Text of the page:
February 20, 2002

U.S. Consumption of French Fries Is Sliding as Diners Opt for Healthy

By Jill Carroll and Shirley Leung

There is more fizzle and less sizzle in the french fry industry these days.

For most of the 1990s, Americans scarfed down more french fries every year. The appetite of foreign french fry fans grew even faster. Fry makers built a new plant almost every year just to keep up with demand.

No more. After a decade of skyrocketing growth, consumption of fries is expected to drop almost 1% in the fiscal year ending this June 30, according to the U.S. Agriculture Department, which keeps track of such things. The result is an all-American french fry glut.

Americans still eat a lot of fries: about 28 pounds per person every year. But consumption has "grown so much for so long it's getting to the point where [one has to ask] how much more can each person eat?" said Charles Plummer, the USDA's potato specialist.
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The french fry folks' biggest problem is the slowing expansion of the fast-food industry, which sells about 90% of the fries consumed in the U.S. The top 100 companies added only 1% more outlets in 2000 compared with 6.1% in 1996, according to Technomic Inc., a Chicago food-consulting firm.

What's more, McDonald's Corp., well-known for its fries, no longer has the most fast-food outlets. Subway Restaurants dethroned it this year, and Subway doesn't sell french fries. Subway is run by closely held Doctor's Associates Inc. based in Milford, Conn.

This reflects, at least in part, health-conscious Americans' fear of fat. "I don't even eat McDonald's anymore. I'm trying to get away from fatty food," says Chandra Brooks, a Washington, D.C., office worker who recently dined on a Subway sandwich in a downtown food court. "I'm tired of just the burgers and stuff."

At other restaurants of all sorts, fries face more competition these days. Menus dangle alternatives such as stuffed Jalapeno peppers or fried mozzarella sticks. The world's biggest french fry maker, McCain Foods Ltd. of Canada, is diversifying; last year, it bought the food-service division of Anchor Food Products Inc., which makes items such as sourdough breaded mushrooms and olives stuffed with Asiago cheese. According to the National Restaurant Association, sales of french fries at all restaurants, including fast-food outlets, were down in 2001 by 1%.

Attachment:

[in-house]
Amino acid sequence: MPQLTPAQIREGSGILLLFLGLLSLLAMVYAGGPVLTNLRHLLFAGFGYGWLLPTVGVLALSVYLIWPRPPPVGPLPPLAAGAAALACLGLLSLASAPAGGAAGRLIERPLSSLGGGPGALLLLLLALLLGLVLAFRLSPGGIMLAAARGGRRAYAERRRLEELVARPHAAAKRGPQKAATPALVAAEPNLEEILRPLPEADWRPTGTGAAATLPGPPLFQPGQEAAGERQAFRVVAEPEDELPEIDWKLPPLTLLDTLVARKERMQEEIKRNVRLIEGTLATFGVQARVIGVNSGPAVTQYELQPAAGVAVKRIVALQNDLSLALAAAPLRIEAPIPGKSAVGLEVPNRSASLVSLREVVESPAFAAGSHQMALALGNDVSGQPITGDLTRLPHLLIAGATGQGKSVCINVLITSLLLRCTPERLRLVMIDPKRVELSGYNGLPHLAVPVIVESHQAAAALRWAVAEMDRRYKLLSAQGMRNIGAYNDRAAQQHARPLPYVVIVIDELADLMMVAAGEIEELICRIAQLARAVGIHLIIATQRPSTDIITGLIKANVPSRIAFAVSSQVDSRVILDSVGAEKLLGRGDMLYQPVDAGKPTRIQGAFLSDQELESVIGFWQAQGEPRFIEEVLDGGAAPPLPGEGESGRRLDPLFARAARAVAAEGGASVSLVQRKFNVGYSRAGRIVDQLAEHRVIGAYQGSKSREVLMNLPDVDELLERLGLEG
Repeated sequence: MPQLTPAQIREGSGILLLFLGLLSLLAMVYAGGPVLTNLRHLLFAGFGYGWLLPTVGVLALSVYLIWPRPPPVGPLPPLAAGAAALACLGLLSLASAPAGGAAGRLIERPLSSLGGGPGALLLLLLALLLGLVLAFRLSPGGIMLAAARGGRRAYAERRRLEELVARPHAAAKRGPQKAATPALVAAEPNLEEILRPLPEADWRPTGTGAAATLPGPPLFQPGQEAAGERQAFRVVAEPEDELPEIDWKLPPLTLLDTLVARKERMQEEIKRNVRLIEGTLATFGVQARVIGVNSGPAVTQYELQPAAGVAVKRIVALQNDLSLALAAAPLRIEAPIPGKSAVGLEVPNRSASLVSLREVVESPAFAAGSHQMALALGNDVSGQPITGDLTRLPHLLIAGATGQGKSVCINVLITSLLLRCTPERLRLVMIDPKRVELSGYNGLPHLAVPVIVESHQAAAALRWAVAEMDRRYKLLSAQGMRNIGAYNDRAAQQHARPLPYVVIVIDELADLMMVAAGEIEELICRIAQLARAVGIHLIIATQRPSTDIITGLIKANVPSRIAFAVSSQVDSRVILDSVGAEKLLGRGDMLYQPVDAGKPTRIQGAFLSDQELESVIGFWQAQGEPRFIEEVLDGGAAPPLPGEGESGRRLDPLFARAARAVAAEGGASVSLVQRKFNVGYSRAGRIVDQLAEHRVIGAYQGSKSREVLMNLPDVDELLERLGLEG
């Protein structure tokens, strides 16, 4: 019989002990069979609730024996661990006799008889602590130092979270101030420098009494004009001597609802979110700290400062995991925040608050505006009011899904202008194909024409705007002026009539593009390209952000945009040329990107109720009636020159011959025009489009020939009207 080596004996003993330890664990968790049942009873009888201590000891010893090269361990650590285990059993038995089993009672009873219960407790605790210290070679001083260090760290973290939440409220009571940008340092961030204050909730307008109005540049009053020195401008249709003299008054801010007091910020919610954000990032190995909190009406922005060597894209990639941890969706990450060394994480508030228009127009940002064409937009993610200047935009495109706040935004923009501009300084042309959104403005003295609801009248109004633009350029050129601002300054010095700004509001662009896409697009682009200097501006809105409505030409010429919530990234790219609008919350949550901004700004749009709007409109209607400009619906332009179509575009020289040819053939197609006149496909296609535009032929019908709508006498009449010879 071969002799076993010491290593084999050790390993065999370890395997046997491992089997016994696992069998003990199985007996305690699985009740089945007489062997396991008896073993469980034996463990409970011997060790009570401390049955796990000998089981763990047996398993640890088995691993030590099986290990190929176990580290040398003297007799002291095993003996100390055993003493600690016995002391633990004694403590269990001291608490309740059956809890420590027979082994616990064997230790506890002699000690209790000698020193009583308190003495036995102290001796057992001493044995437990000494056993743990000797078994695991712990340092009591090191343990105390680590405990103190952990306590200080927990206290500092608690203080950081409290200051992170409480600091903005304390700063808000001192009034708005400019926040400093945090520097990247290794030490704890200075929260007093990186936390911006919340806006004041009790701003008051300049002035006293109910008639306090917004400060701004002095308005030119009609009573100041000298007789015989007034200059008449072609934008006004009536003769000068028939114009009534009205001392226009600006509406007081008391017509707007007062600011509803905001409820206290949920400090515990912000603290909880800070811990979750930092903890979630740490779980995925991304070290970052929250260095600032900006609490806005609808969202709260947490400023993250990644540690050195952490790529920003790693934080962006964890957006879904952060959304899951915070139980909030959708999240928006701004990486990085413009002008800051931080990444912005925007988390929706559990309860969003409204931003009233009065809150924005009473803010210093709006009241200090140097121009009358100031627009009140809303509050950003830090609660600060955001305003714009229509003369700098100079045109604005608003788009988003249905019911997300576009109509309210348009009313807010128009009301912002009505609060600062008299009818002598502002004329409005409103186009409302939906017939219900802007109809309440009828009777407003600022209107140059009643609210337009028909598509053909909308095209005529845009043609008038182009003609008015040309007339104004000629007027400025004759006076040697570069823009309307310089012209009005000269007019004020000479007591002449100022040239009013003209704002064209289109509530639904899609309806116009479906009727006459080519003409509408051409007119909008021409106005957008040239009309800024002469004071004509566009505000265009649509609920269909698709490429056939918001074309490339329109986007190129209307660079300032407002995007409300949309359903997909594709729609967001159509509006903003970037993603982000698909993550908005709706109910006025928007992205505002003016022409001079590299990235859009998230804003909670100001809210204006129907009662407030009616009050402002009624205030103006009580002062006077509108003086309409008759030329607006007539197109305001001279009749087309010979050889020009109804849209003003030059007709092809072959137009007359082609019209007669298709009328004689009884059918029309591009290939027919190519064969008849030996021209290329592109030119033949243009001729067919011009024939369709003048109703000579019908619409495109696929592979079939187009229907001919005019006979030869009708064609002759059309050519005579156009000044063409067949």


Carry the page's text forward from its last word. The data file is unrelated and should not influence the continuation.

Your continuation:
The french fry folks are fighting back, hoping to repeat the success they had in boosting sales in the 1990s with super-sized combo meals that include fries. McCain is selling what it calls "X-Treme" fries with pungent flavors like "Sassy Salt and Vinegar" and "Jalapeno Fire Fries." Ore-Ida, a unit of H.J. Heinz Co., this month said it will expand its frozen fry product line in spring to include blue french fries, chocolate fries, and cinnamon-and-sugar potatoes for the breakfast crowd.

Exports of American french fries are slowing just as the domestic market does. Japan, the largest importer, is saturated, french fry sellers say. And the promising Chinese market is proving hard to break into. If all that weren't trouble enough, the U.S. industry is plagued by cheaper imports. McCain has positioned plants on the Canadian side of the border, poised to profit from the weakening Canadian dollar. Canadians supply 13% of the french fries that Americans eat every year.

In response, U.S. french fry makers are paring production. U.S. output of french fries, which grew by almost 5% last year, is expected to drop by about 3% in the fiscal year ending June 30, according to the USDA.

To reduce its bulging stocks of unsold frozen fries, Idaho-based J.R. Simplot Co. extended its annual seasonal shutdown by an extra week this winter at its eight U.S. plants. Others are scaling back expansion plans. McCain has indefinitely delayed plans for a second plant in Maine. U.S. rival Lamb Weston Inc., a unit of ConAgra Foods Inc., last month gave up an option to buy 165 acres on the site of an old Air Force base in Maine at which it had planned an $80 million plant.

For people in the potato business, the consequences of this fry glut are severe. The two new Maine french fry plants that have been canceled or put on hold would have consumed about 25,000 acres worth of potatoes. "It would have been a tremendous boost for our industry," said Don Flannery, assistant executive director of the Maine Potato Board.

French fry makers hope demand will pick up as the U.S. economy does, fast-food chains resume their expansion and U.S. firms build a stronger presence in China. Simplot says it is planning a new $80 million plant, but in Manitoba, Canada, not in the U.S. And McCain has a new plant in the works, too -- in England.

Still, the future of fries may not even be the potato. A USDA scientist developed a fry made from a rice flour mixture that absorbs about 30% less oil when it is cooked. The USDA recently patented the "rice fries" and is talking with rice processors about marketing them as a healthy alternative for fry addicts.